BRANSON, Missouri – Tiger Woods is about to debut a new course – Payne’s Valley – which opens later this month at Big Cedar Lodge near Branson, Mo.
Payne’s Valley is Woods’ first public daily-fee course. It’s Tiger’s tribute to the late Payne Stewart, an 11-time PGA Tour winner and a native son of the Ozarks.
When it opens later this month, Payne’s Valley will get the same scrutiny as everything else associated with the man who designed it. Payne’s Valley joins an ensemble of courses operated by Big Cedar Lodge that includes18-hole courses Ozarks National and Buffalo Ridge, and short courses Top of the Rock and Mountain Top.
The array of golf is just part of the story of Big Cedar Lodge, which was developed by Bass Pro Shops owner Johnny Morris who has overseen the growth of Big Cedar Lodge into a destination that offers fishing, boating, shooting, shopping, hiking and biking. The resort calls itself “America’s Premier Wilderness Resort.”
Payne’s Valley will officially open on Sept. 22 with a televised charity match between Tiger and Justin Thomas against Justin Rose and Rory McIlroy.
Payne’s Valley Takes Branson Golf to a New Level
Golf at Big Cedar Lodge is surprisingly affordable, ranging from $60 for the Mountain Top short course to $225 for a round at Payne’s Valley.
The peak rate for Buffalo Ridge is $135 and Ozarks National costs, $195, according to Big Cedar Lodge’s online reservations engine.
“(Branson) has always had golf courses, but I don’t think it has had any on this level,” said Matt McQueary, the Big Cedar Lodge director of golf sales and marketing. “I think this brings us into the fold when we talk about national golf destinations where you are willing to travel a little bit more to play, and I think this course – Payne’s Valley – is going to be a bucket list course.”
The 13 holes that were open for preview play this summer and a tour of the five remaining holes opening later this month suggest Payne’s Valley is about to become a “bucket list” item.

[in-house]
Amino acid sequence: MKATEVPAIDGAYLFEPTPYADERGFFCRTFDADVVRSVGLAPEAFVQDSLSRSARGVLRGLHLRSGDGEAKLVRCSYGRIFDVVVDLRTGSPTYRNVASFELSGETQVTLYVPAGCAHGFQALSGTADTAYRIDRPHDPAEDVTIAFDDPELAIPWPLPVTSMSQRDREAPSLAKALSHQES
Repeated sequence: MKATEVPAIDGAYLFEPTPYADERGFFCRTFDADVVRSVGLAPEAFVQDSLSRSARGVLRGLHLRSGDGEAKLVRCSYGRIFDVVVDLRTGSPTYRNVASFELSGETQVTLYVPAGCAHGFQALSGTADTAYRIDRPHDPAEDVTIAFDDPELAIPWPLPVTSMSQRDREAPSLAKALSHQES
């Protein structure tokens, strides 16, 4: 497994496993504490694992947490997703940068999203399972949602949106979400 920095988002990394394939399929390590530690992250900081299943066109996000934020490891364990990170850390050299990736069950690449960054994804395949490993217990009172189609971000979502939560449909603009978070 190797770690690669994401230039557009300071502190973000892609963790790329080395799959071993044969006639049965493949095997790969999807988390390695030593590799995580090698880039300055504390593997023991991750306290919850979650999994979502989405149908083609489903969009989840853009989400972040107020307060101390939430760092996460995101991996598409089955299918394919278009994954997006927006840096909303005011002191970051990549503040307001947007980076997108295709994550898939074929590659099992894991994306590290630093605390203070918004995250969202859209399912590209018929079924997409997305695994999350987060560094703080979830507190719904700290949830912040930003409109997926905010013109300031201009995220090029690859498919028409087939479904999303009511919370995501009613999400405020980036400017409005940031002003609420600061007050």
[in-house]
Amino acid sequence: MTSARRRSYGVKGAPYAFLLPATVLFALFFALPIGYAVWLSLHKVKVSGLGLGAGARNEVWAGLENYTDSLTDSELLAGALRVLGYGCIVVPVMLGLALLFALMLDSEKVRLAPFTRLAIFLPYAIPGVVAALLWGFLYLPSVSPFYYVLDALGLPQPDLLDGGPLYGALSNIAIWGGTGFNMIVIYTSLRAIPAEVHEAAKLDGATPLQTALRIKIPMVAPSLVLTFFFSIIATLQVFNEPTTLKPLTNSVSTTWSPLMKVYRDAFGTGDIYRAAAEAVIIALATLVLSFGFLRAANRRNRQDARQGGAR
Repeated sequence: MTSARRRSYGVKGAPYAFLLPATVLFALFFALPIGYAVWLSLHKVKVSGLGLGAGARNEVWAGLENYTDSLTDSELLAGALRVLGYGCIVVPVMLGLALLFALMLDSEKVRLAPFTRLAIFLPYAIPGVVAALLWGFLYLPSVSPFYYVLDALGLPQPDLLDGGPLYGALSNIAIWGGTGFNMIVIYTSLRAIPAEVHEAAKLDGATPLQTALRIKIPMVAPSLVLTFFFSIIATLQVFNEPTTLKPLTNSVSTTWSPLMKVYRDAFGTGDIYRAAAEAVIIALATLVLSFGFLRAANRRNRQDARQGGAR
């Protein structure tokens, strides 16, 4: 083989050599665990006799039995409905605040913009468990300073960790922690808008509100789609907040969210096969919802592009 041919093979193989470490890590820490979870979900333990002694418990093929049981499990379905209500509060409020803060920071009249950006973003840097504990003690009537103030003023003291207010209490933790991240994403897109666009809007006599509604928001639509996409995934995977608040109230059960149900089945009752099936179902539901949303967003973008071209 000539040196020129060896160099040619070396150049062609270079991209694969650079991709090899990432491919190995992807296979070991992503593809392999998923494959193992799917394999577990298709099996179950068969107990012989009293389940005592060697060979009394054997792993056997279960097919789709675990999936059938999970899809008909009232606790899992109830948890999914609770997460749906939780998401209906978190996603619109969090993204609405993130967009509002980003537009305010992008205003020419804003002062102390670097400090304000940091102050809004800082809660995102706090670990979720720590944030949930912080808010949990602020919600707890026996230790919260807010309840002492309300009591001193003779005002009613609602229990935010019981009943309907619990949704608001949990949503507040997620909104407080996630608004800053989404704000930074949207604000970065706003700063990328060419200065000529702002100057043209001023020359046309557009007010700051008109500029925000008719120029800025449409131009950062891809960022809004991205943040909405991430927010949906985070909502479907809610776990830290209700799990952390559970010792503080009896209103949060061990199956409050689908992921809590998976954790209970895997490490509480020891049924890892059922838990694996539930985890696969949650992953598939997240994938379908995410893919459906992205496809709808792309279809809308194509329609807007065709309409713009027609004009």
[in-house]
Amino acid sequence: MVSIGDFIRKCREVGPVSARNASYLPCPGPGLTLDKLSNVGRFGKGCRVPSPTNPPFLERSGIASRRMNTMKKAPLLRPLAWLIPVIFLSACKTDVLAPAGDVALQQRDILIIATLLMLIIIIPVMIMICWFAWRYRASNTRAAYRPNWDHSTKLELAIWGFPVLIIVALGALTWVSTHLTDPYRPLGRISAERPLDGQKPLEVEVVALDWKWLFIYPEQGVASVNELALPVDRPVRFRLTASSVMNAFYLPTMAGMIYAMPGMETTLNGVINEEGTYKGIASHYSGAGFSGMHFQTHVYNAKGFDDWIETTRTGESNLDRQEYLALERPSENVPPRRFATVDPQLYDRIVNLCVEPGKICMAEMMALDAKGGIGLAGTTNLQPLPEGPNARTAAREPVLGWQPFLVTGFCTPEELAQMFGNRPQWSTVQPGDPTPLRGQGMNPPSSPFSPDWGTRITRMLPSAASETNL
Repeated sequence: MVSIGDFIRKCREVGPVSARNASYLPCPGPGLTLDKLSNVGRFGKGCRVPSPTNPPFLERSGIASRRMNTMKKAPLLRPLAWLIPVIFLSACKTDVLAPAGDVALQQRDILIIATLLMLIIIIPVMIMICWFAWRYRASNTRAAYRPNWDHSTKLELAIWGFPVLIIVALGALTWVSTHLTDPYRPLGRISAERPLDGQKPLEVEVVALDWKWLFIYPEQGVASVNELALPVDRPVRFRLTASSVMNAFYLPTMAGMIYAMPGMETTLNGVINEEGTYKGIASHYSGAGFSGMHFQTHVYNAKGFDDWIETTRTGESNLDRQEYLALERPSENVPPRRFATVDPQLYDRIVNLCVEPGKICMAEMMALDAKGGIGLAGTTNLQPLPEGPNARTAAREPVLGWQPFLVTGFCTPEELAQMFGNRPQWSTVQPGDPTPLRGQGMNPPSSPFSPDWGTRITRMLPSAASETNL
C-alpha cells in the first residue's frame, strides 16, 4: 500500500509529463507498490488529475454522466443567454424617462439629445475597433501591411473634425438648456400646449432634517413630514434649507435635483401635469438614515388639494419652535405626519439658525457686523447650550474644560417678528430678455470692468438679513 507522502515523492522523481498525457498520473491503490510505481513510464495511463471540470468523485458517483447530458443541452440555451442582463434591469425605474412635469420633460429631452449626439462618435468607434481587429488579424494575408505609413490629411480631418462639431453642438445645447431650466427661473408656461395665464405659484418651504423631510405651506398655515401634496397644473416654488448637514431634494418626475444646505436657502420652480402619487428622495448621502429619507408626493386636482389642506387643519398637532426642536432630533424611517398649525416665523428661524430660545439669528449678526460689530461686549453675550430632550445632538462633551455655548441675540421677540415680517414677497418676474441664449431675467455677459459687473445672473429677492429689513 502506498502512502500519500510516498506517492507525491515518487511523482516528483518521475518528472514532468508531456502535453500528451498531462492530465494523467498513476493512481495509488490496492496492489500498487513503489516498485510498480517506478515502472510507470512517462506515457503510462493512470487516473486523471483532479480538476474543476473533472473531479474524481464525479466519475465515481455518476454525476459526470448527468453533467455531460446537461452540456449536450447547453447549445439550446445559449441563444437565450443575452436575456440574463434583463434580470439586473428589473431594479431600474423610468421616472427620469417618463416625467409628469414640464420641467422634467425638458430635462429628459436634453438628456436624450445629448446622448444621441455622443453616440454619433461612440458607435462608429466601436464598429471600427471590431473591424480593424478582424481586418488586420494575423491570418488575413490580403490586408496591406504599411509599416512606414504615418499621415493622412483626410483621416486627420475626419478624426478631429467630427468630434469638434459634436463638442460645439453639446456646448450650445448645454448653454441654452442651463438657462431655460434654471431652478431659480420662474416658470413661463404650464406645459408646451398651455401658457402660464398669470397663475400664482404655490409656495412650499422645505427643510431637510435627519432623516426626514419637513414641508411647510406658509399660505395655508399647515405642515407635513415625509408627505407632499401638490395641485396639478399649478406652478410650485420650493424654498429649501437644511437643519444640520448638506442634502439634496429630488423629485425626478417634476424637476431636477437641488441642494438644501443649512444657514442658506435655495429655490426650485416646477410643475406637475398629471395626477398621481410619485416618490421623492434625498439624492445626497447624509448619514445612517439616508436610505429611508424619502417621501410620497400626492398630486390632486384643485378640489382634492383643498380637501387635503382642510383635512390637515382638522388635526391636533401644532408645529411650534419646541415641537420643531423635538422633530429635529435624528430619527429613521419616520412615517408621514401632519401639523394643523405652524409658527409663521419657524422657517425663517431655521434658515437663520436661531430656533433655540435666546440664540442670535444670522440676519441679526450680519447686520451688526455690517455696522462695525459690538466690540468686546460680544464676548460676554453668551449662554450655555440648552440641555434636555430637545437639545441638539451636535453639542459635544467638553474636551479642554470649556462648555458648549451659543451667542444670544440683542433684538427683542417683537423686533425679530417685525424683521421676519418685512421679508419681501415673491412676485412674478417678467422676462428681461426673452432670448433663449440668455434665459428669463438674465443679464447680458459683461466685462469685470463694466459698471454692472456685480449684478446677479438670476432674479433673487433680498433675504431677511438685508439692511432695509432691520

Everything about Payne’s Valley is expansive. The fairways are spacious and the greens are enormous. It is challenging and fun and difficult and scenic all wrapped into one course.
There’s even a 19th hole – a par-3 currently under construction leading to the clubhouse – that overlooks the 18th green in a spectacular setting.
“We certainly have high hopes for it once the ranking come out and people travel from all over come to play it. I think expectations are low for people traveling from the East Coast or the West Coast coming to the heart of the Midwest to play a golf course, but I think they are going to be surprised,” McQueary said.
You wouldn’t expect anything with Tiger’s name on it to be low-key, and Payne’s Valley certainly has a bigger-than-life quality. What’s key, however, is that all three 18-hole courses under the Big Cedar Lodge umbrella are distinctly different, and Tiger’s offering adds to the diversity.
The tragedy of Stewart’s death was national news. Stewart won the 1999 U.S. Open in June of that year and died four months later when the pressurization system of the Learjet he was in failed shortly after takeover from Orlando.
The jet, on autopilot and its crew and passengers dead, flew more than 1,500 miles before crashing in northern South Dakota.
Strikingly Different from Other Big Cedar Lodge Courses